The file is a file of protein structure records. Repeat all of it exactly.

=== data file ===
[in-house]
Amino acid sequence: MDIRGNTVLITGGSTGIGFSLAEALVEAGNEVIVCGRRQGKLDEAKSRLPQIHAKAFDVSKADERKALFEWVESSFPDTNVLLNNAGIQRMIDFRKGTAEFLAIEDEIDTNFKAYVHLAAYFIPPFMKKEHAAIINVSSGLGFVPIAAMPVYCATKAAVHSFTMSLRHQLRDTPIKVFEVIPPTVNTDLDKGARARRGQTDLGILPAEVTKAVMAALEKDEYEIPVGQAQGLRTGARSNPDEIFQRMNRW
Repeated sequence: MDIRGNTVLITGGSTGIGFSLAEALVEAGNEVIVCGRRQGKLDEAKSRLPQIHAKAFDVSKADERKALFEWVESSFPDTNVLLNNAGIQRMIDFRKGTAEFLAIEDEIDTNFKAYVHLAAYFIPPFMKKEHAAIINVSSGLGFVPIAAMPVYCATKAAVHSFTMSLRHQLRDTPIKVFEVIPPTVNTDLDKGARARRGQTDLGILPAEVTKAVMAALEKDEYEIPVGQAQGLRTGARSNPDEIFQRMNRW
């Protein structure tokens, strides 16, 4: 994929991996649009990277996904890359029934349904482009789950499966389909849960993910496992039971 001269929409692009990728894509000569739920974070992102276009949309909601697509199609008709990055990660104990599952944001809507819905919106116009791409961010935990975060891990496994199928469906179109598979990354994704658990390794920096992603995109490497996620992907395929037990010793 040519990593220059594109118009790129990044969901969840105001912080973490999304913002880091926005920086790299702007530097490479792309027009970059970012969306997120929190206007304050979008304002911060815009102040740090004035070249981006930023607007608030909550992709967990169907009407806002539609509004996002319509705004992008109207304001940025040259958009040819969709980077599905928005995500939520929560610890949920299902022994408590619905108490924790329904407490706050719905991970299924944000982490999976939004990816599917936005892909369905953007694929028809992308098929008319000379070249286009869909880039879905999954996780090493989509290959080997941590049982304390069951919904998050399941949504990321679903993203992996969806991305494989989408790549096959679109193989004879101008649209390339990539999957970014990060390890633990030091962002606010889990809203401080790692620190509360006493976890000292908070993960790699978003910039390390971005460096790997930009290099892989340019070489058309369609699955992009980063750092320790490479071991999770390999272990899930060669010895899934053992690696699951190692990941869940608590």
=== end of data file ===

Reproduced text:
[in-house]
Amino acid sequence: MDIRGNTVLITGGSTGIGFSLAEALVEAGNEVIVCGRRQGKLDEAKSRLPQIHAKAFDVSKADERKALFEWVESSFPDTNVLLNNAGIQRMIDFRKGTAEFLAIEDEIDTNFKAYVHLAAYFIPPFMKKEHAAIINVSSGLGFVPIAAMPVYCATKAAVHSFTMSLRHQLRDTPIKVFEVIPPTVNTDLDKGARARRGQTDLGILPAEVTKAVMAALEKDEYEIPVGQAQGLRTGARSNPDEIFQRMNRW
Repeated sequence: MDIRGNTVLITGGSTGIGFSLAEALVEAGNEVIVCGRRQGKLDEAKSRLPQIHAKAFDVSKADERKALFEWVESSFPDTNVLLNNAGIQRMIDFRKGTAEFLAIEDEIDTNFKAYVHLAAYFIPPFMKKEHAAIINVSSGLGFVPIAAMPVYCATKAAVHSFTMSLRHQLRDTPIKVFEVIPPTVNTDLDKGARARRGQTDLGILPAEVTKAVMAALEKDEYEIPVGQAQGLRTGARSNPDEIFQRMNRW
């Protein structure tokens, strides 16, 4: 994929991996649009990277996904890359029934349904482009789950499966389909849960993910496992039971 001269929409692009990728894509000569739920974070992102276009949309909601697509199609008709990055990660104990599952944001809507819905919106116009791409961010935990975060891990496994199928469906179109598979990354994704658990390794920096992603995109490497996620992907395929037990010793 040519990593220059594109118009790129990044969901969840105001912080973490999304913002880091926005920086790299702007530097490479792309027009970059970012969306997120929190206007304050979008304002911060815009102040740090004035070249981006930023607007608030909550992709967990169907009407806002539609509004996002319509705004992008109207304001940025040259958009040819969709980077599905928005995500939520929560610890949920299902022994408590619905108490924790329904407490706050719905991970299924944000982490999976939004990816599917936005892909369905953007694929028809992308098929008319000379070249286009869909880039879905999954996780090493989509290959080997941590049982304390069951919904998050399941949504990321679903993203992996969806991305494989989408790549096959679109193989004879101008649209390339990539999957970014990060390890633990030091962002606010889990809203401080790692620190509360006493976890000292908070993960790699978003910039390390971005460096790997930009290099892989340019070489058309369609699955992009980063750092320790490479071991999770390999272990899930060669010895899934053992690696699951190692990941869940608590």